Sometimes fear just grips us. The “what-if’s” crowd our mind and, if we aren’t careful, we become enveloped by worry and doubts.
There are so many things to worry about, aren’t there?
What others think of us
Really, there is no end to the list of things we can worry about.
I can’t remember if I shared this before on the blog, but I want you to know that as a young woman I had an all-out battle with my flesh over this sin of worry (yes, I called it a sin). I would lay trembling and sweating in my bed because I was so scared of something that “could” happen. My mind would dwell for hours on the “what-ifs” and I would waste much God-given time on these thoughts. They were all-encompassing and would render me helpless.
This lasted for many years. Oh, I still lived a normal life and most people had no idea of what was going on inside my head. But I knew that the chains of worry had wrapped me tight and that I desperately needed to break free.
That was years ago, but I was reminded of this battle recently as this sin has loomed onto my horizon again after all these years.
I think as we get older, the things to worry about almost multiply and grow bigger. Instead of worrying about a child’s safety, we start worrying more about their eternal destiny. Along with worrying about finances, we become fully aware that we aren’t going to live forever and we can start worrying more about our health and death. Reality hits us square in the face and we see that there aren’t many happy endings in this world. Grandchildren bring more loved ones to worry about. And, of course, if we listen to the news, there is no end of things to worry about.
As a young woman, I was able to overcome this sin of worry through prayer and the Holy Spirit. Through that battle I learned some practical ways that helped me on a daily–even hourly– basis–
1. I ask myself “What’s the worst that can happen?” Sometimes the worst that can happen is really awful (at that point I move on to 2 and 3), but many times it is just something that is silly. For instance, if I need to speak or play a piano solo I can get really worried about messing up. But if I realize that the worst that can happen is that I make a fool of myself and then life moves on, it helps me to put that particular worry into perspective.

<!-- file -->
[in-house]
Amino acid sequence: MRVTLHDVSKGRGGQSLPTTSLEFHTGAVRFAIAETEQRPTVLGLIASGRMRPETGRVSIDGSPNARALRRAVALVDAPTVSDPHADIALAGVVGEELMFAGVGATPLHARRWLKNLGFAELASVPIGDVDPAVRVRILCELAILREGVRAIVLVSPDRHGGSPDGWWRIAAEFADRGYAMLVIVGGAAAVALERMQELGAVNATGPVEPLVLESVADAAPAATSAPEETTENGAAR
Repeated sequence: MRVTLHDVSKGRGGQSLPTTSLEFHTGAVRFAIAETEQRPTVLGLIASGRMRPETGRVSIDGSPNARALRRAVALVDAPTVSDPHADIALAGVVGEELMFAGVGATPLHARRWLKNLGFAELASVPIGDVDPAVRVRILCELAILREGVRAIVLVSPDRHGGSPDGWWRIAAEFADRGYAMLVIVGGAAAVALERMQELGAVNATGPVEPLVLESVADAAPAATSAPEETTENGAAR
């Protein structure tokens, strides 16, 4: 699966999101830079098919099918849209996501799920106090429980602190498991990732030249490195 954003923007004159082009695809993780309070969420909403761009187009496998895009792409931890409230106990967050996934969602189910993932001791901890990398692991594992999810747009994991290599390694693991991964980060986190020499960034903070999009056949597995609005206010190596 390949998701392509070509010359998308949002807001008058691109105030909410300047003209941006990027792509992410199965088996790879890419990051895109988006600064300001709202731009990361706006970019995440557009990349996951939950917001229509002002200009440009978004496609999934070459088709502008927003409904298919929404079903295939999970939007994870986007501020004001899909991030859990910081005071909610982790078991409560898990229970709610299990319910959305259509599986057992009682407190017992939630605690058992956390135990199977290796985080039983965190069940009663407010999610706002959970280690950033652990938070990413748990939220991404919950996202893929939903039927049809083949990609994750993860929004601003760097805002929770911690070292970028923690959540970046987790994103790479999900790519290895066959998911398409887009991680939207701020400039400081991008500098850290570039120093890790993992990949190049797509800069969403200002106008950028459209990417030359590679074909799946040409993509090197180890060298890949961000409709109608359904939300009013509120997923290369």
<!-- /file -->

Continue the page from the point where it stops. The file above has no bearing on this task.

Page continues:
2. Train my mind to turn away from thoughts of “what if?” This was not easy to do, but once I developed this habit, it was by far the most helpful thing for me in this battle with worry. When my mind would start dwelling on the health issue and turn toward all its possible outcomes or when my mind would think about problems I was having with a child and then toward what that could mean for the child’s future, I trained myself to just stop thinking about the future and come back to the present. Now, I do recognize that is SO much easier to write than to do. But it is possible.
And one more thing to add here. Many years after my initial battle with worry, I realized that I started feeling heavy with worry after I would watch the news. The sad stories would depress me and the reports of random violence and increased socialism in this country would fill my heart with fear. At that point, I made the choice to stop watching the news. Oh, I still keep up with the important stuff, mostly via my family (who tell me anything going on that is news-worthy). But I made a conscious decision to stop watching on a nightly basis because of my personal battle with worry. Some of you can handle it just fine and that’s good. But I couldn’t.
3. Acknowledge and submit to the sovereignty of God. My brother (Pastor Dean) says that this is one of the most important aspects in our walk with God. As I have been studying scripture on my own, I realize that he is right. We cannot even be saved without this. Humility (by recognizing our sinful state) is the first step of salvation. But it doesn’t end with salvation. We continue to submit to God’s sovereignty as we walk with Him. It is the only way to have peace and joy and freedom from this sin of worry.
(As we grow older, it does help that we have experiences of God’s faithfulness to us during the hard times. We can see how He worked through difficult and heart-breaking situations and brought us through to the other side. Sometimes we can see the good that came out of those situations, but many times we can’t. But we recognize His strength and comfort and peace during that time and it helps us to face the next difficult time that comes along. Reading biographies of Christian men and women or having conversations with them is also very faith-building. God has worked in incredible ways through some very impossible circumstances.)
There is so much more that could be written about the sovereignty of God. If this is something you struggle with, I would suggest you read the book: The Sovereignty of God by A.W. Pink. This helped me tremendously to have a better understanding of God’s sovereignty. In fact, this book was so helpful, it is included on my Books Worth Reading page.
These three things helped me tremendously as a young woman and for many years I didn’t really struggle with worry. But it reared its ugly head again just recently, as my mind started dwelling on all of the changes we are experiencing in this country and the ramifications of these changes. I find myself going back to square one and trying to put into practice these three things once again. I thought I’d share them here, in hopes that you, too, might find them helpful.
Do you struggle with worry? Do you have something to add to this list that might help us, too? I would love to hear how you have overcome your battle with this sin.